Warning: Although Dark Knight Rises was absolutely phenomenal and Con has now come and gone, this blogazine isn’t without it’s Lost Files. So, here ’tis. Expect extreme schmaltz and sentimentality ahead.
It appears somehow fitting that as I planted myself in a coffee shop to begin writing this article that I was accosted by a bum in search of funds to, reportedly, buy gas to drive back to Santa Monica. I refused him, claiming to have no cash (not true – I always have cash) upon which he thanked me anyway and asked for my phone number. When I, once again, refused him, he began going off on a tirade about Los Angeles, unlike Dallas, being the home to lots of “Queers”, “Gays”, and other more derogatory terms referring to homosexuals. Proudly I responded, “Yes, here we have a very accepting sort of culture.”
An acceptance that prevails amongst the thousands of people who flocked to San Diego for another juicy Comic-Con International. This is not just specifically in reference to people’s attitude towards others’ sexual orientation, but to their respect of their fellow nerds. At Comic-Con, no matter what you’re into, be it the super sexy HBO hit True Blood, all incarnations of the Pokémon franchise, or you just really love Superman, Comic-Con has a place for you. Sure, like any obsessive (read: nerdy) fan, you think whatever you’re most passionate about to be fact, rather than opinion, but just because some idiot think George Clooney was the best Batman doesn’t mean you’re going to publicly belittle him.
At least, not on the convention floor during the day. Once party time hits all bets are off…
On Saturday evening, I had the pleasure of attending the 25th Anniversary of what is fittingly the longest running panel in Comic-Con history: Gays in Comics. Moderated by Andy Mangels, who came out publically not long before he first filled this role at the panel’s debut in 1988, this year’s panel was not your typical table discussion, but instead a celebration of its long history at the convention. At the start of the event, to prove just how long the panel has been running for, Mangels asked the entire audience to stand up. The first group of people (myself included) sat down because it was the first time they had attended the panel. The second because every time they had attended it had been in Room 6A. The third because every time they had been to Comic-Con, attending the panel had been an option. And then there were none.
A brief history of the evolution of gays in comics: Mangels wrote an article in 1988 entitled “Out of the Closet and Into the Comics” which detailed his personal experiences as a gay man and his love of working in the comic industry, but also his struggles with feeling that said industry provided little support or reflection of his own life. Mangels’ article managed to get some “viral” attention from fans (though how this happened without the internet, I have no idea…) and the then 20-year-old writer approached the organizers of Comic-Con and asked them to stage a panel addressing the gay comic book community and creators.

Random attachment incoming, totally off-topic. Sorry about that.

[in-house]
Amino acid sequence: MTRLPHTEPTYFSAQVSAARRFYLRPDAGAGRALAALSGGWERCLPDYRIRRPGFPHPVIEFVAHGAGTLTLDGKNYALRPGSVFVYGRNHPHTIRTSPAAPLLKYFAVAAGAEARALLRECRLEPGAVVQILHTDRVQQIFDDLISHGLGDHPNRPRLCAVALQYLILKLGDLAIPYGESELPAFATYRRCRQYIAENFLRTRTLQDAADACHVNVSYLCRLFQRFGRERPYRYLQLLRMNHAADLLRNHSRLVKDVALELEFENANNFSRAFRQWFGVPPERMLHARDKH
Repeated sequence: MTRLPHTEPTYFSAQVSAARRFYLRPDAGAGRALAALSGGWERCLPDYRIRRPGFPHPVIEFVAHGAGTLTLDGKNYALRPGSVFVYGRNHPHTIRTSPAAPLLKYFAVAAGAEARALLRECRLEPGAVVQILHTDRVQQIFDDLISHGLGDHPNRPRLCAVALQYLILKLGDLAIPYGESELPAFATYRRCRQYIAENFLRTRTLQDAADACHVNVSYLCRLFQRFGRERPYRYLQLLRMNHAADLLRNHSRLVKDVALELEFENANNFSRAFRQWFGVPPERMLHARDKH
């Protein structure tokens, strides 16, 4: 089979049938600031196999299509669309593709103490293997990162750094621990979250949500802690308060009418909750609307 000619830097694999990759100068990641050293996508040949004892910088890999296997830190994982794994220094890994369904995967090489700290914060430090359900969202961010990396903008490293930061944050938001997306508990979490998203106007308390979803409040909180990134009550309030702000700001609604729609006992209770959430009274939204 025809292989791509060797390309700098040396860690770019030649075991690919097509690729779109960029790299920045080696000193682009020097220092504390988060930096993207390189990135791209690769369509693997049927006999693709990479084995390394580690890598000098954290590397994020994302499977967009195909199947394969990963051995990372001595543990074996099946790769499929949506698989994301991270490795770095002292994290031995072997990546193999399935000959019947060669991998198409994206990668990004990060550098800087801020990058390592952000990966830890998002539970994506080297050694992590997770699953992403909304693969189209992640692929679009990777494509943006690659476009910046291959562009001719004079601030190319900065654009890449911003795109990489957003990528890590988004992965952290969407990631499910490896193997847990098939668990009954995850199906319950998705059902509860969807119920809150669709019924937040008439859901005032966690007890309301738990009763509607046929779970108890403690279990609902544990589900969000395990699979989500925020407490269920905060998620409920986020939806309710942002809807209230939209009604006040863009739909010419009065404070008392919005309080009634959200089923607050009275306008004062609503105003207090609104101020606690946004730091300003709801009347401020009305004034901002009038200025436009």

25 years later, gay comics have gone from Trina Robbins’ one-shot comic strip, Sandy Comes Out (Trina, a straight woman, was also the first person to feature a black heroine in her work), to Archie Comics introducing Kevin Keller, and X-Men’s Jean-Paul Beaubier, otherwise better known as Northstar, marrying his boyfriend, Kyle Jinadu.
Some highlights from the evening included:
- Ivan Velez Jr., creator of Tales of the Closet, also celebrating 25 years, sharing the story of realizing he was gay for the first time when he was four and told his mother, “Mommy my pee-pee goes up when I look at Hercules.”
- Eric Shanower, posthumously inducting, a deeply closeted Comic-Con founder who had called his artwork “too gay”, into the Gays in Comics community.
- Paige Braddock recalling how at her first Comic-Con she drove her car downtown, parked right by the water, walked up to a table and obtained a professional pass, simply by truthfully answering “yes” when asked if she was a working professional in the comic industry.
- Everyone blaming his or her encroaching mid-speech tears on Phil Jimenez, who openly admitted to the fact that he was going to cry during his own speech early on in the presentation.
But perhaps the person who best summed up the beauty of the panel, his career, and Comic-Con itself was Joe Phillips. Phillips graced the stage in a very posh overcoat and top hat adorned with ribbons and an opulent array of feathers. And though he talked about his impressive career, spanning everything from illustrating the comic book adaptation of Anne Rice’s Interview with Vampire to Captain America, Green Lantern and over a dozen gay titles, his message boiled down to this: he only does him.
He draws what he wants to see, depicting the joy he sees in life through the eyes of a big gay black man. He does what he does, because he can’t be anything but himself. Sure, he may not receive the same amount of press as people who conform to the “mainstream”, even in the decidedly niche comic book world. But by being himself, and celebrating who he is, he has not only achieved a considerable amount of success but also, more importantly, found an immeasurable amount of happiness.
So go forth nerds, be ye gay, straight, black, white, Trekkie, Whovian, or honorary member of Professor Xavier’s School for Gifted Youngsters. Who cares if people don’t appreciate your complete collection of Star Wars Vinylmations or get why you shelled out $300 on eBay to acquire the ultra-rare ghost Obi-Wan? Love yourself, and just do you.
Perhaps someday, you too can sit behind a long table, be it in Room 6A, Ballroom 20, or the sacred Hall H, and inspire others to do the same.